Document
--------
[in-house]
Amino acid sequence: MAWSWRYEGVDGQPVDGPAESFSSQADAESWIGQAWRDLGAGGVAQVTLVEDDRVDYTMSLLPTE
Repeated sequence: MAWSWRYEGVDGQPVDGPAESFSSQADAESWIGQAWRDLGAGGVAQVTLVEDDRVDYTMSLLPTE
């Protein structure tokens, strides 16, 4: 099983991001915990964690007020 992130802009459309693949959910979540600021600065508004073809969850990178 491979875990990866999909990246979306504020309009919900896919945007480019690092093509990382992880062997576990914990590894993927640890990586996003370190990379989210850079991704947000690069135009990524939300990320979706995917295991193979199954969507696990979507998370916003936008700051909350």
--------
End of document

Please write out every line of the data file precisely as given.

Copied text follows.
[in-house]
Amino acid sequence: MAWSWRYEGVDGQPVDGPAESFSSQADAESWIGQAWRDLGAGGVAQVTLVEDDRVDYTMSLLPTE
Repeated sequence: MAWSWRYEGVDGQPVDGPAESFSSQADAESWIGQAWRDLGAGGVAQVTLVEDDRVDYTMSLLPTE
């Protein structure tokens, strides 16, 4: 099983991001915990964690007020 992130802009459309693949959910979540600021600065508004073809969850990178 491979875990990866999909990246979306504020309009919900896919945007480019690092093509990382992880062997576990914990590894993927640890990586996003370190990379989210850079991704947000690069135009990524939300990320979706995917295991193979199954969507696990979507998370916003936008700051909350």